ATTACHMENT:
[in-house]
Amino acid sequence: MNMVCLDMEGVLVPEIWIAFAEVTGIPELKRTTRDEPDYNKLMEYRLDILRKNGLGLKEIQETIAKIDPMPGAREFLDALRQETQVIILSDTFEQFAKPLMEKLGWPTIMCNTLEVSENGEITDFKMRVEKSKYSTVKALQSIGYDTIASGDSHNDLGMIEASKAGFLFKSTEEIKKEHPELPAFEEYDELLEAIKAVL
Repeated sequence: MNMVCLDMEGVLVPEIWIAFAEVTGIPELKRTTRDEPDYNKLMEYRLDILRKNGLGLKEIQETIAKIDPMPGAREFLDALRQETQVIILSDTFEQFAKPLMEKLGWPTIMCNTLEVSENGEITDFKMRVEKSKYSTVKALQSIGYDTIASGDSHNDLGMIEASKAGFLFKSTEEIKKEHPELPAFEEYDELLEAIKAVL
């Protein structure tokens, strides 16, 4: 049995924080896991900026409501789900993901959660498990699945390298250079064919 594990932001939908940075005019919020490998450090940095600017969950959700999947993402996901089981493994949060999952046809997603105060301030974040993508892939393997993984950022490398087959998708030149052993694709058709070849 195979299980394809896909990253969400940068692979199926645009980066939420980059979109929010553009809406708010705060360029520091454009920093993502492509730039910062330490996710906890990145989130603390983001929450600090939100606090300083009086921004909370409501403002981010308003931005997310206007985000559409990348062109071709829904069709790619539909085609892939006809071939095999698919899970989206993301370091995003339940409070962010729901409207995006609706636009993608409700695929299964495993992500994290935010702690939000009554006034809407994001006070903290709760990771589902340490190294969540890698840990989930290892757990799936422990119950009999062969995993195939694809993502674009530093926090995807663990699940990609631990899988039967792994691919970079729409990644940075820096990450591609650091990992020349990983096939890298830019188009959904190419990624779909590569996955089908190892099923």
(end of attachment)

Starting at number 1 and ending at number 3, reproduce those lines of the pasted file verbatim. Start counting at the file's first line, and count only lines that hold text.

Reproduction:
[in-house]
Amino acid sequence: MNMVCLDMEGVLVPEIWIAFAEVTGIPELKRTTRDEPDYNKLMEYRLDILRKNGLGLKEIQETIAKIDPMPGAREFLDALRQETQVIILSDTFEQFAKPLMEKLGWPTIMCNTLEVSENGEITDFKMRVEKSKYSTVKALQSIGYDTIASGDSHNDLGMIEASKAGFLFKSTEEIKKEHPELPAFEEYDELLEAIKAVL
Repeated sequence: MNMVCLDMEGVLVPEIWIAFAEVTGIPELKRTTRDEPDYNKLMEYRLDILRKNGLGLKEIQETIAKIDPMPGAREFLDALRQETQVIILSDTFEQFAKPLMEKLGWPTIMCNTLEVSENGEITDFKMRVEKSKYSTVKALQSIGYDTIASGDSHNDLGMIEASKAGFLFKSTEEIKKEHPELPAFEEYDELLEAIKAVL